Date: Thu, 4 Jan 2007 08:52:56 -0800 "Nordlund, Dan (DSHS/RDA)" "SAS(r) Discussion" "Nordlund, Dan (DSHS/RDA)" Re: FW: Calculating differences between team members To: Tara Wernsing A<000301c7301c\$88869f50\$0300a8c0@TARALAPTOP2> text/plain; charset="UTF-8"

> -----Original Message----- > From: SAS(r) Discussion [mailto:SAS-L@LISTSERV.UGA.EDU] On Behalf Of Tara > Wernsing > Sent: Thursday, January 04, 2007 8:22 AM > To: SAS-L@LISTSERV.UGA.EDU > Subject: FW: Calculating differences between team members > > one more complexity to this---I need it to produce an individual level > score > for each person (for each ID in my data), not team level score. > So this score will differ for each person on the team. Below is an > excerpt > from an article that used this measure that explains this in words: > > ********************** > Tsui, Egan, Oreilly 1989. Being Different. Administration Science > Quarterly. > > > The relational demography score is the difference between an individual > and > all other individuals in the work unit (i.e., the sample) on a specific > demographic attribute, using a formula similar to that used by O'Reilly, > Caldwell, and Barnett (1989) and by Tsui and O'Reilly (1989). It is the > square root of the summed squared differences between an individual S,'s > value on a specific demographic variable and the value on the same > variable > for every other individual Si in the sample for the work unit, divided by > the total number of respondents in the unit (n). The following formula was > used for this calculation: > > SQRT of (1/n)*[SUM (Si - Sj)**2] > > i=target individual member > J=each other team members > > A relational measure was derived for each demographic variable. > Differences > in age, company tenure, and education were measured in years. Differences > in > gender and race were measured by a score ranging from zero to approaching > but never reaching 1.00. For example, a man in a work unit of two men and > three women would have a relational score of .77 on gender, 0 for being > the > same as the other man and 3 for being different from each of the three > women. We would then divide the score of 3 by 5 and take the square root > of > the result. Each of the two women, in turn, would have a relational score > of > .63. A score of .999 could be obtained by someone who is the sole minority > member (on either gender or race) in an extremely large group .4 > > The relational score on race was computed by considering the differences > among all the racial groups in the work unit. In a work unit with one > African-American, one Asian, and two whites, the relational score for the > African-American and the Asian, respectively, would be 3 (1 for being > different from each other and 2 for being different from each of the two > whites), 2 for each of the two whites (1 for being different from the > African-American, 1 for being different from the Asian, and 0 for being > different from each other). > > All the relational measures were scaled in such a way that a large value > always connotes a large difference. The individual with a large score on a > relational measure differs more, in terms of that-specific demographic > attribute, from other individuals in the work unit (i.e., the sample) than > another individual with a small score. The actual scores observed on the > relational age and tenure measures ranged from zero to 30 and on the > relational education measure ranged from zero to 15. The actual scores > ranged from zero to .99 for both the relational gender and race measures. > > > -----Original Message----- > From: SAS(r) Discussion [mailto:SAS-L@LISTSERV.UGA.EDU] On Behalf Of toby > dunn > Sent: Thursday, January 04, 2007 9:04 AM > To: SAS-L@LISTSERV.UGA.EDU > Subject: Re: Calculating differences between team members > > Data Have ; > Infile Cards ; > Input ID Team Member Attitude ; > Cards ; > 1 1 1 4 > 2 1 2 5 > 3 1 3 5 > 4 2 1 3 > 5 2 2 4 > 6 2 3 2 > ; > Run ; > > Data Need ( Drop = Lastatt ) ; > Set Have ; > By Team ; > Retain Sum ; > > LastAtt = Lag( Attitude ) ; > > If Not First.Team Then Do ; > Sum = Sum + ( Attitude - LastAtt )**2 ; End ; > > If Last.Team Then Do ; > Output ; > Sum = 0 ; > End ; > > Run ; > > > Proc Print > Data = Need ; > Run ; > > > > Toby Dunn > > To sensible men, every day is a day of reckoning. ~John W. Gardner > > The important thing is this: To be able at any moment to sacrifice that > which we are for what we could become. ~Charles DuBois > > Don't get your knickers in a knot. Nothing is solved and it just makes you > walk funny. ~Kathryn Carpenter > > > > > > > From: Tara Wernsing <twernsing@YAHOO.COM> > Reply-To: Tara Wernsing <twernsing@YAHOO.COM> > To: SAS-L@LISTSERV.UGA.EDU > Subject: Re: Calculating differences between team members > Date: Thu, 4 Jan 2007 08:50:21 -0600 > > Yes, of couse. Here is sample layout: > > ID team member attitude > 1 1 1 4 > 2 1 2 5 > 3 1 3 5 > 4 2 1 3 > 5 2 2 4 > 6 2 3 2 > > > -----Original Message----- > From: Jack Clark [mailto:JClark@chpdm.umbc.edu] > Sent: Thursday, January 04, 2007 8:44 AM > To: 'Tara Wernsing'; SAS-L@LISTSERV.UGA.EDU > Subject: RE: Calculating differences between team members > > Tara, > > Could you provide some sample data to the list? > > The suggested solutions will vary depending on the layout of your data. > For > example, does a single observation represent the team or an individual > person? > > > Jack Clark > Research Analyst > Center for Health Program Development and Management University of > Maryland, > Baltimore County > > > > -----Original Message----- > From: SAS(r) Discussion [mailto:SAS-L@LISTSERV.UGA.EDU] On Behalf Of Tara > Wernsing > Sent: Thursday, January 04, 2007 9:09 AM > To: SAS-L@LISTSERV.UGA.EDU > Subject: Calculating differences between team members > > Hi all~ > I am trying to calculate a formula where I need the sum of the squared > differences between 3 people on a team (I have 24 teams of 3 people) for > the > same variable. > > so for example, for attitude toward a team project, I need to calculate > the > value of one team member's attitude score subtracted from the second > member, > and then subtracted from the third member. > then square each difference, and sum up all three sq differences. > > I can figure out the latter part, but having trouble figuring out how I > can > hold the first person's value in memory, while getting the second person's > value (could use _point ?) and doing the subtraction but then also a > needing > the third person's value (can I use another _point--can't seem to figure > out > how in the same do loop)? > > any ideas are appreciated! thanks, Tara > > Tara Wernsing > Doctoral Candidate > University of Nebraska-Lincoln > Gallup Leadership Institute > <http://www.gli.unl.edu/> www.gli.unl.edu > -- > "People take different roads seeking fulfillment and happiness. Just > because > they're not on your road doesn't mean they have gotten lost." ~Cesare di > Bonesana Beccaria >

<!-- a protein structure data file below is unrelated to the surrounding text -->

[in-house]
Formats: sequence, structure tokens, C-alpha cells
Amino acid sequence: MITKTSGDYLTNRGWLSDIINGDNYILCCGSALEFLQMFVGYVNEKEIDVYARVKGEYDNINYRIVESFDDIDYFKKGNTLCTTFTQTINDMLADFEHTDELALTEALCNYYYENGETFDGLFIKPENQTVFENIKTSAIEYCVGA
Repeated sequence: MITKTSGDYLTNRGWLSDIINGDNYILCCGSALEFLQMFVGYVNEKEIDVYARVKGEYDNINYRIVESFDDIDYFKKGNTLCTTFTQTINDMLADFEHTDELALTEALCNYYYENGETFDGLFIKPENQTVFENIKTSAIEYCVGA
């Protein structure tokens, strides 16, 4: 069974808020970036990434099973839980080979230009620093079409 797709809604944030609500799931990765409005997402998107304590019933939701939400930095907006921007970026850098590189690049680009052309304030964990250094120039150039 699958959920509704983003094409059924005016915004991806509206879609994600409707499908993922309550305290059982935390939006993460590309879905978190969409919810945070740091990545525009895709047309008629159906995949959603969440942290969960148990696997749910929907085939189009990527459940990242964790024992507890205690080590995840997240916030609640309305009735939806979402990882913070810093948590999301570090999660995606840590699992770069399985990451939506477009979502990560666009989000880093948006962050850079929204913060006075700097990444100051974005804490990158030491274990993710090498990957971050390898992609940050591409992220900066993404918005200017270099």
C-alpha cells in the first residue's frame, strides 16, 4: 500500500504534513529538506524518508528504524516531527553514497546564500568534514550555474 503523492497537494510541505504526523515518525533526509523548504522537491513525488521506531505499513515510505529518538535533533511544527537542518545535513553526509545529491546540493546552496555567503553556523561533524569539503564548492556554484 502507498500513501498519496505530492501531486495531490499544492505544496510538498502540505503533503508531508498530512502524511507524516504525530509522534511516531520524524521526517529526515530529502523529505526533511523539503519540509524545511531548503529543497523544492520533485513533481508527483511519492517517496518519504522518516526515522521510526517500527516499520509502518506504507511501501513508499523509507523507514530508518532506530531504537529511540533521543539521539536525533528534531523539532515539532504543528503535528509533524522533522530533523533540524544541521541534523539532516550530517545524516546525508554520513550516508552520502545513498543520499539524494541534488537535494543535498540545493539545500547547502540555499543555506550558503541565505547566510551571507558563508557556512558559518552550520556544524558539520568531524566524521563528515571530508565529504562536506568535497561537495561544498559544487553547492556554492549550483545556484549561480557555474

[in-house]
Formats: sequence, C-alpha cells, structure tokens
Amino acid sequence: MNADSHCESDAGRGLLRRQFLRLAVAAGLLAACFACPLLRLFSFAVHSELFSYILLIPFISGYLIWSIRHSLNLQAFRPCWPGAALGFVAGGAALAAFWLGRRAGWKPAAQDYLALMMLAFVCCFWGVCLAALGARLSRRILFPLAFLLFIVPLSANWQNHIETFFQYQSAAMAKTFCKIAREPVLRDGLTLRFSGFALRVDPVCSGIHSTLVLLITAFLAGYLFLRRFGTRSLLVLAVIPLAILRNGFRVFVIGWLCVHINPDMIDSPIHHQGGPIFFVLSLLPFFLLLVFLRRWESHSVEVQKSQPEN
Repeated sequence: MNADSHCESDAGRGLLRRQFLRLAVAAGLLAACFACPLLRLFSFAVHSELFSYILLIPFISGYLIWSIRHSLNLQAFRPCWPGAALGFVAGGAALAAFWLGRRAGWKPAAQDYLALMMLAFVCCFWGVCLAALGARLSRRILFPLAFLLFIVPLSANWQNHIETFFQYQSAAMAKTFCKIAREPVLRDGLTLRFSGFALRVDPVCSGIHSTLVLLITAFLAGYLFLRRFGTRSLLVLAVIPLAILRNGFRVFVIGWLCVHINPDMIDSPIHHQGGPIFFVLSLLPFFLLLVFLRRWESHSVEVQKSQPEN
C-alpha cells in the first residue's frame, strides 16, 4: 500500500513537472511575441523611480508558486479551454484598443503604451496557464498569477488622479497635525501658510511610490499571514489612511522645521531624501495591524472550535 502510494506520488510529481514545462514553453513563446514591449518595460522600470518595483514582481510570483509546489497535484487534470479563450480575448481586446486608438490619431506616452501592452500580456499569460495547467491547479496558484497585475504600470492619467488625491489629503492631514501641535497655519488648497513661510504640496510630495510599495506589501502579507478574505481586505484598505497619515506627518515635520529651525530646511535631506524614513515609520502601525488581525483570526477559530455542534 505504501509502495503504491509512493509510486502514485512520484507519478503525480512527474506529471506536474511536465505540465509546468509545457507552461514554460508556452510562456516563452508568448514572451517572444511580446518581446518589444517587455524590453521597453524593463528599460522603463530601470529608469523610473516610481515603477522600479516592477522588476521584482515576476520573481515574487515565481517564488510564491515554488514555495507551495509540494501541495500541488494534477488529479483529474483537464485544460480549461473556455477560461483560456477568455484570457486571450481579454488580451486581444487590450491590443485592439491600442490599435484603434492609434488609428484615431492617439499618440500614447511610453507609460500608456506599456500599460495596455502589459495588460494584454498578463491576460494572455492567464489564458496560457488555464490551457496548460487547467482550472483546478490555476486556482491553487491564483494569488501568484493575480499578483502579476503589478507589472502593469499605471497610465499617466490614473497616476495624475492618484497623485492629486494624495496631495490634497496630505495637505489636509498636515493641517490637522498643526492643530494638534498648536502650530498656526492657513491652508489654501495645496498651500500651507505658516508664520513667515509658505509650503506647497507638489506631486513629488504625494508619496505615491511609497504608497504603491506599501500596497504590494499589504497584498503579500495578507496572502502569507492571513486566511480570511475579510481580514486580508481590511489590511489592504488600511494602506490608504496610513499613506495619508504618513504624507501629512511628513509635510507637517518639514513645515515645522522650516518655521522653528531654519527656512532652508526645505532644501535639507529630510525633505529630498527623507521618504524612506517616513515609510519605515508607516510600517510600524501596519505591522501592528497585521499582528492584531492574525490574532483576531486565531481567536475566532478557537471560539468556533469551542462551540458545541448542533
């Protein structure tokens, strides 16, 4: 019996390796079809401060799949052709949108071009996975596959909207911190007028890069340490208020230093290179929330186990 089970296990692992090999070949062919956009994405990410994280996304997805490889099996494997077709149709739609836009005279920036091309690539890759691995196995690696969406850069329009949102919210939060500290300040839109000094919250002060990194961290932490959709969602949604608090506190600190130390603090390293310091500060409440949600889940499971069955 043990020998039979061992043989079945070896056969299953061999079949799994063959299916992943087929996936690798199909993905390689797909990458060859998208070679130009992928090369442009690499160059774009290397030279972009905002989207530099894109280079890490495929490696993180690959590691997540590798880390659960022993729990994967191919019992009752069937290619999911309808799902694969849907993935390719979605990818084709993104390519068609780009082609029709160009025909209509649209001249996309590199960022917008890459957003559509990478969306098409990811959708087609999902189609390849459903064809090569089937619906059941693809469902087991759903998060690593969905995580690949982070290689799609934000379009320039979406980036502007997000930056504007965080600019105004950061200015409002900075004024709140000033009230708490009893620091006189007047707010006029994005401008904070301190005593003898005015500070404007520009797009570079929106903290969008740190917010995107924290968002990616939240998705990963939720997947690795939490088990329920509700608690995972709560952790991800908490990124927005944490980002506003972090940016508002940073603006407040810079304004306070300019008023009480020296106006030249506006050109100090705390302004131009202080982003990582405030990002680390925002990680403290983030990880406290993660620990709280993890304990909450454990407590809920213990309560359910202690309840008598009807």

Tara,

I'm not sure from the description whether the divisor should be 2 or 3 (I chose 3). Does the code below do what you want?

data have; input ID team member attitude; cards; 1 1 1 4 2 1 2 5 3 1 3 5 4 2 1 3 5 2 2 4 6 2 3 2 ;run; data want; do i=1 to 3; set have; array team_a[3] _temporary_; team_a[i]=attitude; end; do i=1 to 3; score = ((team_a[i]-team_a[1])**2 + (team_a[i]-team_a[2])**2 + (team_a[i]-team_a[3])**2) / 3; member = i; attitude=team_a[i]; output; end; run; proc print; run;